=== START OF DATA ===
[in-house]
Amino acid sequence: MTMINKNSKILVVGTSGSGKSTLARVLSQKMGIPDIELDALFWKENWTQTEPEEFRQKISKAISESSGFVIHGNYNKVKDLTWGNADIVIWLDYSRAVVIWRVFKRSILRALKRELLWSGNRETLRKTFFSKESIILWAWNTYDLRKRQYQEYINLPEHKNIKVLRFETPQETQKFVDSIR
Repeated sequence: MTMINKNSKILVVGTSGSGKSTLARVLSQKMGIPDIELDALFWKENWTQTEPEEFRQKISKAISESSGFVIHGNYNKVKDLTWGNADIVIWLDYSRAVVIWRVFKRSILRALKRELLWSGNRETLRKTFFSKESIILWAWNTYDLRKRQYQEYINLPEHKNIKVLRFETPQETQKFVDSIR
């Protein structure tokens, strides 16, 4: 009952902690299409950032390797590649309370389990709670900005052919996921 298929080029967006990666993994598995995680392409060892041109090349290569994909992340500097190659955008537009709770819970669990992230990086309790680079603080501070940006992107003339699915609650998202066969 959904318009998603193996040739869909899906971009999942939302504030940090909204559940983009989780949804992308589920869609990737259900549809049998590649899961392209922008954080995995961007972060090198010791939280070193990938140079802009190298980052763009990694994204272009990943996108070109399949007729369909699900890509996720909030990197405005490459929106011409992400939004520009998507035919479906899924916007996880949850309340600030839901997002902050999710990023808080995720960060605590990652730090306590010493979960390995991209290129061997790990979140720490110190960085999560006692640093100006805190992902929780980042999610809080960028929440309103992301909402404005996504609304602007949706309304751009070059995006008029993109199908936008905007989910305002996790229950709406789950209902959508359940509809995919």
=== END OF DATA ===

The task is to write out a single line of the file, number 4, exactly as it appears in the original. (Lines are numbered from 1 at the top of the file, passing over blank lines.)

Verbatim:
């Protein structure tokens, strides 16, 4: 009952902690299409950032390797590649309370389990709670900005052919996921 298929080029967006990666993994598995995680392409060892041109090349290569994909992340500097190659955008537009709770819970669990992230990086309790680079603080501070940006992107003339699915609650998202066969 959904318009998603193996040739869909899906971009999942939302504030940090909204559940983009989780949804992308589920869609990737259900549809049998590649899961392209922008954080995995961007972060090198010791939280070193990938140079802009190298980052763009990694994204272009990943996108070109399949007729369909699900890509996720909030990197405005490459929106011409992400939004520009998507035919479906899924916007996880949850309340600030839901997002902050999710990023808080995720960060605590990652730090306590010493979960390995991209290129061997790990979140720490110190960085999560006692640093100006805190992902929780980042999610809080960028929440309103992301909402404005996504609304602007949706309304751009070059995006008029993109199908936008905007989910305002996790229950709406789950209902959508359940509809995919």